The Clemson Insider has learned former Clemson left tackle Isaiah Battle was pulled over at 12:47 p.m. on June 11 by Clemson City Police for speeding and as a result was caught with simple possession of marijuana.
According to the incident report obtained by TCI, Battle was given a citation for speeding and for possession of marijuana, but did not go to jail nor was he charged with anything.
Clemson announced earlier on Thursday Battle will enter the NFL Supplemental Draft, though sources told us he left the team because this was the third and final strike for the senior left tackle. We were told, “He had no money left in the bank.”
Battle, who was suspended a couple of times in his Clemson career for on-and-off the field incidences, is the third Clemson player in the last month to find himself in trouble with the law. On Wednesday kicker Ammon Lakip was suspended indefinitely after being arrested on June 6 for DUI and possession of cocaine, while former Clemson defensive end Ebenezer Ogundeko was arrested and charged on May 18 for Financial Transaction Card Fraud by the City of Clemson Police Department. He was later dismissed from the team by Clemson head coach Dabo Swinney.
The incident report reveals Battle was pulled over on Issaqueena Trail road at Patrick Square. Battle was driving his gray Chevrolet Suburban at a high rate of speed when the Clemson police officer pulled him over. Upon approaching the vehicle the officer smelled an odor of marijuana coming from the vehicle.
Battled was issued two citations for speeding and no proof of insurance. The officer then asked Battle about the marijuana smell coming from the vehicle and according to the incident report, “Battle stated there was no marijuana inside the vehicle and stated I could search it.”
During the search, the officer pulled out an orange and white tennis shoe, and upon grabbing the shoe’s toe he discovered there was something hard in it. He located a silver grinder inside the toe area. At that point, he again asked Battle if there was anything else inside the vehicle. Battle walked up and retrieved a black box from the console. Inside the box were three separate clear baggies with green plant material believed to be marijuana.
After that the officer went back to searching the orange and white tennis shoes and found another bag of marijuana. The officer found a total of 12 grams of marijuana in Battle’s suburban. No other contraband was found inside the vehicle.
Battled was issued another citation for simple possession of marijuana and was released. The marijuana was placed into evidence.
In the school’s official release on Thursday, Battle says he is entering the supplemental draft because of family reasons.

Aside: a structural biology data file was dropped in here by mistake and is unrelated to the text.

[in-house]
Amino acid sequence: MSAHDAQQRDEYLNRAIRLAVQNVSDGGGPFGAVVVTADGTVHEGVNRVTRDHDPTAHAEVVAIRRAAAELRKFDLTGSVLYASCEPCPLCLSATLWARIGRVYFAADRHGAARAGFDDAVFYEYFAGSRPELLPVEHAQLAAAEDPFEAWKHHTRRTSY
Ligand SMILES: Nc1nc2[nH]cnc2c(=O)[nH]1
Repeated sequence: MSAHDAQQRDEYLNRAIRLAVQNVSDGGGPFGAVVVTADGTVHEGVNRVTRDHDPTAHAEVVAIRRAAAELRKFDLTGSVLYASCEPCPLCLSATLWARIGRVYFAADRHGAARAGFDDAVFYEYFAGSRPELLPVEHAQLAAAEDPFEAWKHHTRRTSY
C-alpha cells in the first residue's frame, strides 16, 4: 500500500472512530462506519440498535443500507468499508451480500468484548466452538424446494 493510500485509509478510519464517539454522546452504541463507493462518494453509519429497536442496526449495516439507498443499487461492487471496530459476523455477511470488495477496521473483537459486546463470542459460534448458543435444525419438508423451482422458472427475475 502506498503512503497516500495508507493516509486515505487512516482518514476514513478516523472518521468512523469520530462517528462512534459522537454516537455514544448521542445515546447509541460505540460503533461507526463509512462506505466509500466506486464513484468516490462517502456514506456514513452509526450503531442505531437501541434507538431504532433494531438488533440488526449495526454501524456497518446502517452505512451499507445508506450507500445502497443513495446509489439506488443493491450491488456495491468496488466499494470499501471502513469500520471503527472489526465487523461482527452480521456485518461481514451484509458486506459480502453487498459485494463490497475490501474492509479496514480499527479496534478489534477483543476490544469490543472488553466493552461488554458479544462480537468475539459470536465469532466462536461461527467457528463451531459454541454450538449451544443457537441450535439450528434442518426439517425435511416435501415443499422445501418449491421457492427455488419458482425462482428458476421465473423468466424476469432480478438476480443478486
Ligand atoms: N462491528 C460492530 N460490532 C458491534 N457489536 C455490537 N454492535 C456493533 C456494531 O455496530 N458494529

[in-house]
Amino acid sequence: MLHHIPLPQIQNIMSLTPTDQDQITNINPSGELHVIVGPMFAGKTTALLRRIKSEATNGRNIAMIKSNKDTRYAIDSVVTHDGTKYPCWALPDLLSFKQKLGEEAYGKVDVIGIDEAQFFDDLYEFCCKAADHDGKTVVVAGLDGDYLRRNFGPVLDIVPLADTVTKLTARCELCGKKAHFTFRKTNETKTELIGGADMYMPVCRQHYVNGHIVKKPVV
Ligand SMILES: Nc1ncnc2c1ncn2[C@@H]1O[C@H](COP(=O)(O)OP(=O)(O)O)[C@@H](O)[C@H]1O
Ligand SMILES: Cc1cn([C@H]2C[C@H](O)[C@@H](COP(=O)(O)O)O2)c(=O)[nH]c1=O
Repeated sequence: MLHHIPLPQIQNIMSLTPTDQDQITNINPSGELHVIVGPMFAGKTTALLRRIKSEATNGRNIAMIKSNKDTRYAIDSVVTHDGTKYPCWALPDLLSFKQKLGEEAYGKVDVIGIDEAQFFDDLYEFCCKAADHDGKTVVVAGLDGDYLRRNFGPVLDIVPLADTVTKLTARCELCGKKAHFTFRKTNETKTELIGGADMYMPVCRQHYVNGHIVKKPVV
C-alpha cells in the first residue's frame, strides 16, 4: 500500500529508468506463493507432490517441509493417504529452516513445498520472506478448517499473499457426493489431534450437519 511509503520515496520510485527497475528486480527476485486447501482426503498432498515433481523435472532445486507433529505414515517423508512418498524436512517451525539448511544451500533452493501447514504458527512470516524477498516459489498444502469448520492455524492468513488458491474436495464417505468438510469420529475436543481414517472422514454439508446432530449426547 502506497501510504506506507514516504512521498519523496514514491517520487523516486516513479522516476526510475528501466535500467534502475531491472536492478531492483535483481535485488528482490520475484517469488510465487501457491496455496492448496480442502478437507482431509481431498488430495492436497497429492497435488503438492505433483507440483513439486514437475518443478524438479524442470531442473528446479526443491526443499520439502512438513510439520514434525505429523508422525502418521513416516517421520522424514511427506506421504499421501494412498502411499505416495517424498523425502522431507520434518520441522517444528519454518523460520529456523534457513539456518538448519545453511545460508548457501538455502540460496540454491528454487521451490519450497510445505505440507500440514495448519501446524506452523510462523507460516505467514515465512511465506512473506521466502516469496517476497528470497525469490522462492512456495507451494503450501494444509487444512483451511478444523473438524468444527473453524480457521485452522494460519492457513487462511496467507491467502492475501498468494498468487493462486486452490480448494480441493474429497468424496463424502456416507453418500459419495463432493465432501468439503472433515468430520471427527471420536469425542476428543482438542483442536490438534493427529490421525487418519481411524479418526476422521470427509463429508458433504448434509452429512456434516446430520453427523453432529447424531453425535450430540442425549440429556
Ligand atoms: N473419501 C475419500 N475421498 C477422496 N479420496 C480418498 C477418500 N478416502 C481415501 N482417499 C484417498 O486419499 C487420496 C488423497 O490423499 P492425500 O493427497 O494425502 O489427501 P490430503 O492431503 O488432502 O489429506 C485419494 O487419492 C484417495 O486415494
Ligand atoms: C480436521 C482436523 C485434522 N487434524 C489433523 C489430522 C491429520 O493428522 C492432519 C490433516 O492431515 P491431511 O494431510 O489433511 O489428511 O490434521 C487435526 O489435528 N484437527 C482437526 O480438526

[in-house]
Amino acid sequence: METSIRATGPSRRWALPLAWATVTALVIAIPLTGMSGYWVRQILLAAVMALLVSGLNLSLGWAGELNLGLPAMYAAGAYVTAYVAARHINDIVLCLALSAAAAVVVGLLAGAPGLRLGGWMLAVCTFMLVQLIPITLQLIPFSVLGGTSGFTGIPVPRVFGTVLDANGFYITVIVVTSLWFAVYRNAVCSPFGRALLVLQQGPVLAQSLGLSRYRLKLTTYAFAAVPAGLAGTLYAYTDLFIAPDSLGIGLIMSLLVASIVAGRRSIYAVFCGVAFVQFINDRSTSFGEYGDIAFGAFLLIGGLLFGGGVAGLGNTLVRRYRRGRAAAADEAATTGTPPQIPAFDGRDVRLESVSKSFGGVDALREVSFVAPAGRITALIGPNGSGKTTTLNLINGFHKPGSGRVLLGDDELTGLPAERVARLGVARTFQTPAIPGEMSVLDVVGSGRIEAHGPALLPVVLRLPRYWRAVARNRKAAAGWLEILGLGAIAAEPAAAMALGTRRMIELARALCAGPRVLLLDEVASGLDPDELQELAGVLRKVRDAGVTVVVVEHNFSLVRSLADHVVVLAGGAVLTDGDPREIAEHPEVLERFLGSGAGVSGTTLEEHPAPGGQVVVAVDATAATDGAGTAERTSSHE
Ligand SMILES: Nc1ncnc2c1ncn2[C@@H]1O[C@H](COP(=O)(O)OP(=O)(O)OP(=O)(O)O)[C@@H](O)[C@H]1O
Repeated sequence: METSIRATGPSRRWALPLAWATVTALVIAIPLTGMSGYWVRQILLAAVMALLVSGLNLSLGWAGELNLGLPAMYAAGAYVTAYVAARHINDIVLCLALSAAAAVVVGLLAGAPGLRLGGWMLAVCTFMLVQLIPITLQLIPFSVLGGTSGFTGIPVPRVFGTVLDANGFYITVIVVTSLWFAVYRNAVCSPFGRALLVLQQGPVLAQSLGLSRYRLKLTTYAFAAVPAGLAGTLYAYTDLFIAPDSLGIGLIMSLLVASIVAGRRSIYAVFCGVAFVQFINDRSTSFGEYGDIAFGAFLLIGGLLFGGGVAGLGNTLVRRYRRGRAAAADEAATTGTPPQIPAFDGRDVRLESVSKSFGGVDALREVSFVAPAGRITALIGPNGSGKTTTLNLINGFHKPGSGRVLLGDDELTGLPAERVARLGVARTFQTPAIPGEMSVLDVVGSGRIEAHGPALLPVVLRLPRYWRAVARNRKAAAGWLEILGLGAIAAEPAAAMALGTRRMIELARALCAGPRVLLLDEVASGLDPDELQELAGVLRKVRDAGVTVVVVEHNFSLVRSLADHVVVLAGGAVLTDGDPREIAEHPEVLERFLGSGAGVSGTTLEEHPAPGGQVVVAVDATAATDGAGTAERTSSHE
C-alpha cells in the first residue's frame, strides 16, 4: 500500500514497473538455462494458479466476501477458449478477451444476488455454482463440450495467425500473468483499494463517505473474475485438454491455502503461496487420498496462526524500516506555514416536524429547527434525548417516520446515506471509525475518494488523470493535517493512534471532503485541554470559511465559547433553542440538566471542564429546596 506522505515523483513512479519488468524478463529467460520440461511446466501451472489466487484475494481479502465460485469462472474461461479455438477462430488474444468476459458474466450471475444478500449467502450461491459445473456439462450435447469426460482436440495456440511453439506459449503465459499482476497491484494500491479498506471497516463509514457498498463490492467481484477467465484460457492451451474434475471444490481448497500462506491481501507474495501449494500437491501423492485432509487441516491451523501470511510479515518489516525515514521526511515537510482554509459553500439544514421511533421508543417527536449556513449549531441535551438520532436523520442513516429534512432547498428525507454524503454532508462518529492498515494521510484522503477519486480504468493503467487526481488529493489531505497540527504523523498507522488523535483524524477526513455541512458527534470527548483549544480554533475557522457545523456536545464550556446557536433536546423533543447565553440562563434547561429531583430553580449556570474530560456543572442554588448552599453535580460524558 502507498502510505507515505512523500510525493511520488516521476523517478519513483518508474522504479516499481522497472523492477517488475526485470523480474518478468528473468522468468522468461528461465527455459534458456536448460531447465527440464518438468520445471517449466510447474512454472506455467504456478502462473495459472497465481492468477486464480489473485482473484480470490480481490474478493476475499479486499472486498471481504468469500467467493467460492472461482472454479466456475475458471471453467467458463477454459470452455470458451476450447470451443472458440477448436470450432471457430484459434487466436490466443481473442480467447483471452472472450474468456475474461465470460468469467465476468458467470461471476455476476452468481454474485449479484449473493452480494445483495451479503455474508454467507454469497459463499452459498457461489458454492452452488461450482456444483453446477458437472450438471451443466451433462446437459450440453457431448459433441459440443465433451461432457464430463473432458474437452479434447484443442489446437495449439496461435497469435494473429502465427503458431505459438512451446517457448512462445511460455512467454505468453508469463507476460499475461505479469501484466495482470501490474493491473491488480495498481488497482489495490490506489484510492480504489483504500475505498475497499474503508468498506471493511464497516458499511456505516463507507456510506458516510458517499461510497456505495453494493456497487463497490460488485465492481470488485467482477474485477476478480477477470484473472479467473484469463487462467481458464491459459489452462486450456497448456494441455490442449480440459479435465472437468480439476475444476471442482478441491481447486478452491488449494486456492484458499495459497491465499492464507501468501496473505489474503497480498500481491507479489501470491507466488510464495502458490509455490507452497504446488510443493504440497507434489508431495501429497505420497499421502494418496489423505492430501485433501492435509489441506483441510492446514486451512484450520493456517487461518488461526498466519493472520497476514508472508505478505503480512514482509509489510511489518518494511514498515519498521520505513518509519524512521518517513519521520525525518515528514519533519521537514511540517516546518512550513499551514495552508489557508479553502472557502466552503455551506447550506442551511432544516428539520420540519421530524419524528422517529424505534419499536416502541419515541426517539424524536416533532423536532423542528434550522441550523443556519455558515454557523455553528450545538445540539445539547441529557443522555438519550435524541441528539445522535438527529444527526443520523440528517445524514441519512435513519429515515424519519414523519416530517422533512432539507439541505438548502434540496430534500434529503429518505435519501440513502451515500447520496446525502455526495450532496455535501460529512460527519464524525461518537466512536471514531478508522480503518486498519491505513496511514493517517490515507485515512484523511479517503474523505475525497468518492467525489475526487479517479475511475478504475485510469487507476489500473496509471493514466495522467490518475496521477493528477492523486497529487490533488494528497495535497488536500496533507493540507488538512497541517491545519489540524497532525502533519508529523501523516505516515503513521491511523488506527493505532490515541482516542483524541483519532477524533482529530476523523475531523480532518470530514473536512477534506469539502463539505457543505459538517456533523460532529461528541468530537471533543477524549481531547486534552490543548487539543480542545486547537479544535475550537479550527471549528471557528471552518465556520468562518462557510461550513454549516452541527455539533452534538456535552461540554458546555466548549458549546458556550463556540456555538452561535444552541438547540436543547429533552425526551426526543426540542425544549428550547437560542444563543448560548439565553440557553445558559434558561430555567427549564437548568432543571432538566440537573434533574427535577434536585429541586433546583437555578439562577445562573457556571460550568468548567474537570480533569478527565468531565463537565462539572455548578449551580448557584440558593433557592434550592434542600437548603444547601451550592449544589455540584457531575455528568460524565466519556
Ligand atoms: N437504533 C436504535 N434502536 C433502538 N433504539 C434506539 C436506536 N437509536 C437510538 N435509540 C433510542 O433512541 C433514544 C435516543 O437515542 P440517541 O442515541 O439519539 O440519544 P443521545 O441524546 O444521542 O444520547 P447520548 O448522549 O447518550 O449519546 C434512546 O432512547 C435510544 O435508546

“I have some family matters to address, with a child due this summer, and I feel it is in my best interest to enter the NFL Supplemental Draft,” Battle said. “I want to thank everyone at Clemson, especially Coach Swinney and the assistant coaches, for what they have done for me the last three years. I also want to thank my teammates. They have all had a big impact on my career.”
Battle played in 27 games for the Tigers, 16 as a starter, over the last three years. That included 11 starts in 12 games last season on Clemson’s 10-3 team that ranked 15th in the final polls. He started four games on Clemson’s top-10 team of 2013 and played in five games as a freshman in 2012.
Battle came off the bench to play 73 snaps when Gifford Timothy was injured early against LSU in the 2012 Chick-Fil-A Bowl, helping the Tigers to a 25-24 win.
“We appreciate all that Isaiah has done for the program the last three years,” Swinney said. “He has made great progress in his development and has been a big contributor to our success the last three years, especially in each of the last three bowl games when he had outstanding games against very talented defensive lines from LSU, Ohio State and Oklahoma. We wish him well in his pursuit of a professional career.”
Swinney said Battle’s departure will open an opportunity for true freshman Mitch Hyatt.
“This will create a great opportunity for Mitch as a true freshman,” Swinney said. “We liked what we saw from Mitch in the spring, and look forward to seeing his progress in August. We have other young offensive linemen who will also have a new opportunity for playing time.”
Clemson has not started a true freshman on the offensive line for the course of the season since 2004 when Barry Richardson started seven of the 11 games.